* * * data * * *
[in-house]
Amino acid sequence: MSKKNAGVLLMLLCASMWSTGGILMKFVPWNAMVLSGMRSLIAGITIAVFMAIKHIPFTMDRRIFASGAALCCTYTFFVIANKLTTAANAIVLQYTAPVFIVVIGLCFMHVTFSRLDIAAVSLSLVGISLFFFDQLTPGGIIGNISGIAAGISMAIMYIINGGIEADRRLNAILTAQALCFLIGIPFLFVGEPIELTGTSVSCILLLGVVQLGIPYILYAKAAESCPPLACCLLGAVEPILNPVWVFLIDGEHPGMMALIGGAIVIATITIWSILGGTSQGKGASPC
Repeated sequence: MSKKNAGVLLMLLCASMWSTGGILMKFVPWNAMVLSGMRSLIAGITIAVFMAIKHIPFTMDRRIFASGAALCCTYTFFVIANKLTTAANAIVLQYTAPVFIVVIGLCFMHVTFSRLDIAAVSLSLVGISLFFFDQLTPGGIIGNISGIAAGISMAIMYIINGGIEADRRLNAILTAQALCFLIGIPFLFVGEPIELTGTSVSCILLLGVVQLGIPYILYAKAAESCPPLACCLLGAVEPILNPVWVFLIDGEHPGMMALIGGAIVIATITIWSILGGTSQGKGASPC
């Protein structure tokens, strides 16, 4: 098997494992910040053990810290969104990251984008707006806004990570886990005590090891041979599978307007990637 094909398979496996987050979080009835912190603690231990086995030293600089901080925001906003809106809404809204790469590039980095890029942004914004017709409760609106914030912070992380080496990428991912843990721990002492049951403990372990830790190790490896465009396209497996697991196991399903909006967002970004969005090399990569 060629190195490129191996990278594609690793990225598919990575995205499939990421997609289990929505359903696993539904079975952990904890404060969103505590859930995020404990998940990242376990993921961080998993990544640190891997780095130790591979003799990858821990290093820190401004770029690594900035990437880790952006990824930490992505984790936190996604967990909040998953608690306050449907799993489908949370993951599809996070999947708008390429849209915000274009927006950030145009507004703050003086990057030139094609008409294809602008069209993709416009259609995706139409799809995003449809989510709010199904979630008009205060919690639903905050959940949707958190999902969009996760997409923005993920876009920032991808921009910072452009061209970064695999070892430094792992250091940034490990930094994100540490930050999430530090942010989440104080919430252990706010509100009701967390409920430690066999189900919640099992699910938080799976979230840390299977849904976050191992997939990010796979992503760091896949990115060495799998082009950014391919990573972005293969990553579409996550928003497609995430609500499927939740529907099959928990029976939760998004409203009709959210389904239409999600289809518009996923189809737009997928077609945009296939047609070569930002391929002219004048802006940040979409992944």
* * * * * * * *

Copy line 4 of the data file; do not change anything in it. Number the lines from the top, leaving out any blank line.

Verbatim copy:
């Protein structure tokens, strides 16, 4: 098997494992910040053990810290969104990251984008707006806004990570886990005590090891041979599978307007990637 094909398979496996987050979080009835912190603690231990086995030293600089901080925001906003809106809404809204790469590039980095890029942004914004017709409760609106914030912070992380080496990428991912843990721990002492049951403990372990830790190790490896465009396209497996697991196991399903909006967002970004969005090399990569 060629190195490129191996990278594609690793990225598919990575995205499939990421997609289990929505359903696993539904079975952990904890404060969103505590859930995020404990998940990242376990993921961080998993990544640190891997780095130790591979003799990858821990290093820190401004770029690594900035990437880790952006990824930490992505984790936190996604967990909040998953608690306050449907799993489908949370993951599809996070999947708008390429849209915000274009927006950030145009507004703050003086990057030139094609008409294809602008069209993709416009259609995706139409799809995003449809989510709010199904979630008009205060919690639903905050959940949707958190999902969009996760997409923005993920876009920032991808921009910072452009061209970064695999070892430094792992250091940034490990930094994100540490930050999430530090942010989440104080919430252990706010509100009701967390409920430690066999189900919640099992699910938080799976979230840390299977849904976050191992997939990010796979992503760091896949990115060495799998082009950014391919990573972005293969990553579409996550928003497609995430609500499927939740529907099959928990029976939760998004409203009709959210389904239409999600289809518009996923189809737009997928077609945009296939047609070569930002391929002219004048802006940040979409992944």